Richey May & Co., an accounting firm based in Denver that specializes in serving mortgage banking companies nationally, will be hosting its 4th annual Mortgage Banking Roundtable on June 20th in Denver.  The event is designed specifically to facilitate peer-to-peer discussion among the CEO’s and Presidents of independent mortgage banking companies regarding trends in the industry and best practices. Last year, there were more than 100 attendees representing approximately 60 companies.  For more information, email Nathan Lee at


Anyone interested in Hawaii will be interested in the Mortgage Bankers Association of Hawaii Conference on June 27-28, 2013, to be held at the Hawaii Prince Hotel Waikiki in Honolulu, Hawaii.  I will have the pleasure of speaking at their conference themed “The Lending Games: Catching Fire” which cleverly depicts the hot topic on everyone’s mind:  the regulatory lending changes and their impact on our industry. They have a full line-up of top notch speakers scheduled. Just follow these 3 simple steps: 1) Register for the conference at; 2) Send in your payment with registration; and 3) Book your flight & hotel.  Hope to see you there!


The New Jersey Mortgage Bankers Association will be hosting the “Let’s Make a Deal” Tri-State Wholesale Lending Fair in Atlantic City, NJ on July 17th.  Absolute Home Mortgage, Alpha Funding Solutions, E Mortgage Management, Origination News, RBAC, and United Wholesale Mortgage are all scheduled to be exhibiting, and there are still exhibition spots available.  To find out more and to register, go to


Normally considered a “second tier” number in terms of being able to move markets, the Conference Board’s Leading Economic Index increased 0.6% in April to 95.0, following a 0.2% decline in March, and a 0.4% increase in February – and moved markets. Most think, however, that the markets were looking for an excuse to move, although the LEI numbers (wasn’t it the Leading Economic Indicators?) points to a continuing economic expansion with some upside potential. Friday we also had the Thomson Reuters/University of Michigan preliminary index of consumer sentiment, which rose to 83.7 in May, the highest since July 2007.


So when we threw those numbers onto a week of nervousness about the Fed’s continued buying of fixed-income debt, some decent jobs and retail sales reports, no inflation, a rallying stock market, and some stability overseas, rates moved higher. The consumer is showing surprising strength. Current coupon MBs prices fell/worsened about .625, and the 10-yr closed the week with a yield of 1.95%.


This week is pretty light, news-wise, and remember that due to next Monday’s Memorial Day holiday the bond markets will be closing early on Friday. The big story this week could be Wednesday's release of the FOMC Minutes from the May 1 Fed meeting – what are those guys in the suits thinking about QE3? It has to end sometime, right? But we’ll also have Existing Home Sales on Wednesday and New Home Sales on Thursday, along with Jobless Claims. Durable Orders, an important indicator of economic growth, will be released on Friday.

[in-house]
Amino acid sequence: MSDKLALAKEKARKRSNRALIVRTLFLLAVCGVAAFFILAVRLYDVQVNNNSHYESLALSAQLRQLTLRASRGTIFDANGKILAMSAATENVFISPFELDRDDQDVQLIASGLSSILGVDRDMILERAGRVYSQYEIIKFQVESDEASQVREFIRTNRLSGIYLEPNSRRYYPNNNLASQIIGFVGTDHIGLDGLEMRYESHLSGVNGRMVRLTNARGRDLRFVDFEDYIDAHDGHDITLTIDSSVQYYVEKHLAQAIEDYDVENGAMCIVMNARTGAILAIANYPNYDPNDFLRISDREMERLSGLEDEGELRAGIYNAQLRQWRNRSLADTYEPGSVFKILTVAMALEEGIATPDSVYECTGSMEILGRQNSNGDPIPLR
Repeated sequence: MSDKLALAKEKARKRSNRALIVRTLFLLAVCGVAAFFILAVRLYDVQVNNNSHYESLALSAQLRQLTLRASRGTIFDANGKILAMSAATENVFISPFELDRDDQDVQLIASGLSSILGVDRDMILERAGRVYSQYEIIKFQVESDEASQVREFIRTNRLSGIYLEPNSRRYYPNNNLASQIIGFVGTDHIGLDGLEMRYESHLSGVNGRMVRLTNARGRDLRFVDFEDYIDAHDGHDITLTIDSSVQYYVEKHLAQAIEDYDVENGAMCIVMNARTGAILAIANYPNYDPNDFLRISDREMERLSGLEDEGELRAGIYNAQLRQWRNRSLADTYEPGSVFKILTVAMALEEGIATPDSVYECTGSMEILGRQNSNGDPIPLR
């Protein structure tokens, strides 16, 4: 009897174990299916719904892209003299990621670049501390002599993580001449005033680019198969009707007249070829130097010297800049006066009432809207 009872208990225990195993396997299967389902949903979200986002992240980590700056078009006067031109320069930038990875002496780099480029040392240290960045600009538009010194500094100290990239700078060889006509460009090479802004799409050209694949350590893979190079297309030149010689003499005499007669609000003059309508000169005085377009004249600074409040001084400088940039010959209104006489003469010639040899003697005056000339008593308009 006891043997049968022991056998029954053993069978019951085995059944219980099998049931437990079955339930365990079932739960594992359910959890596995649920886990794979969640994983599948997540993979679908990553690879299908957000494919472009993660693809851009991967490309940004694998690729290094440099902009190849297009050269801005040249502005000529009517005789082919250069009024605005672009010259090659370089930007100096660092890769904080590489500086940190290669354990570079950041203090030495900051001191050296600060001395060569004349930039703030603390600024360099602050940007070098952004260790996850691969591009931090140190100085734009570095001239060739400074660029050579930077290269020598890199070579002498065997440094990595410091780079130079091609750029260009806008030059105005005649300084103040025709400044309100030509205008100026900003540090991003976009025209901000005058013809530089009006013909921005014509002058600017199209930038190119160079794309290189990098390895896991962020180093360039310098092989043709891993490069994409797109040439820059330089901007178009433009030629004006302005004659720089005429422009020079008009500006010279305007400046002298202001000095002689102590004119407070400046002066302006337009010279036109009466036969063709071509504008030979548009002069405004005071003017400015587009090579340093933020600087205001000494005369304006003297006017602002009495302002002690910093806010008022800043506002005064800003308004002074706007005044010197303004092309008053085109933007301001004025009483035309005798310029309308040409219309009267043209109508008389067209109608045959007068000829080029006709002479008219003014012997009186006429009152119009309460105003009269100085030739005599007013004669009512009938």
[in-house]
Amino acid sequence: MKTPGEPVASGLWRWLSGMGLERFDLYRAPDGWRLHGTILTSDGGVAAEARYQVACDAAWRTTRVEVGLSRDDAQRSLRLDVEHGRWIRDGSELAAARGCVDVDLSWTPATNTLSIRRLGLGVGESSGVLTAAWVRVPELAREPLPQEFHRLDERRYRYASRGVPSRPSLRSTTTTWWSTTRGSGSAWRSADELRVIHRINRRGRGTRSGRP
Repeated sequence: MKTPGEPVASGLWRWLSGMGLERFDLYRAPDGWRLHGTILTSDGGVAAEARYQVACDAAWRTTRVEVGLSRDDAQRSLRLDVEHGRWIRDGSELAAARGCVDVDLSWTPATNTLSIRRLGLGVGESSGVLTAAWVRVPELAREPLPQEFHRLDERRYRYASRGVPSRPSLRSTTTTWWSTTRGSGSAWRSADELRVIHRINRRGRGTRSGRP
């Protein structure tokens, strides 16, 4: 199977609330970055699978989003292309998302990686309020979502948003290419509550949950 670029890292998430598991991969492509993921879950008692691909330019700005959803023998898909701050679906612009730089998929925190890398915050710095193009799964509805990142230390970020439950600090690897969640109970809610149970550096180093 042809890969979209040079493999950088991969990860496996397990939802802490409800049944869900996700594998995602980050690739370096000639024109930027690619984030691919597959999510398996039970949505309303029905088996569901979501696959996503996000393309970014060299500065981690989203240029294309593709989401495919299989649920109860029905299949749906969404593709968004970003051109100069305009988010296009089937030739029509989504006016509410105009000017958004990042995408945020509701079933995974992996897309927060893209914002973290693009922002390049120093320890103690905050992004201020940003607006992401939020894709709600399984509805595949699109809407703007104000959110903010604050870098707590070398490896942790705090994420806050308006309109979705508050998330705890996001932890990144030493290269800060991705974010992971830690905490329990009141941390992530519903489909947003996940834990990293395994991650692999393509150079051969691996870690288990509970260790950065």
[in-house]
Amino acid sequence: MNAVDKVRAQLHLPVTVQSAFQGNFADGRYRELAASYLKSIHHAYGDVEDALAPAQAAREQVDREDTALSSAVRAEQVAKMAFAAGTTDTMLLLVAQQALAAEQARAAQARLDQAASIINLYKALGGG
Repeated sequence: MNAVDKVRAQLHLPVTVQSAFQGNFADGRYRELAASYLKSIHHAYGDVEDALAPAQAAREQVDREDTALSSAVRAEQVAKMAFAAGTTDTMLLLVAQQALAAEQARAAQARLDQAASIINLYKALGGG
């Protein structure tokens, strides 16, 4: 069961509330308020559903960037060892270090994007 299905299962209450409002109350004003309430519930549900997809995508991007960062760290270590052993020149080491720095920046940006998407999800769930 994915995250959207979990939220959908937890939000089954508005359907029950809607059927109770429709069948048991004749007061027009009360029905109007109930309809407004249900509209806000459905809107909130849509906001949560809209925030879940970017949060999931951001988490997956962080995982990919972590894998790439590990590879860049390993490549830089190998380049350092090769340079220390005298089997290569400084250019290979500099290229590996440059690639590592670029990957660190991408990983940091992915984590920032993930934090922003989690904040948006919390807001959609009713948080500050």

How to tell if you need to pray at work:


If you have ever thought about poisoning, choking, punching, or slapping someone that you work with, you need to pray at work.

When you hear a co-worker call your name and the first thing that crosses your mind is, “what the h*%# does she want now?” you need to pray at work.

When someone comes in and announces, “Office meeting in five minutes,” and you think, “what the f*@% do they want now?” you need to pray at work.

When you take some vacation time and come back to find a mountain of paperwork sitting on your desk because no one else would do it and you think “sorry a$$ m#^%&* f!%*&#$” you need to pray at work.

If you avoid saying more than hello or how are you doing to someone because you know it’s going to lead to their whole f*@%!&^ life story, you need to pray at work.

When a co-worker comes in a little too happy singing “good morning” to everyone and you think, “Somebody needs to slap the s%!& out of her” you need to pray at work.

When your computer is mysteriously turned off and you want to say, “which one of you sons of b%^#$!@ turned off my computer?” you need to pray at work.

When you’re in the elevator and it stops to pick someone who stood for five minutes waiting for the darn thing only to go DOWN one floor, and you say “that lazy b$&^@” you need to pray at work.

AND, if you know all the words that have been bleeped out, you definitely need to pray at work!



If you're interested, visit my twice-a-month blog at the STRATMOR Group web site located at The current blog is, “Mortgage Backed Securities: Life After QE3." If you have both the time and inclination, make a comment on what I have written, or on other comments so that folks can learn what's going on out there from the other readers.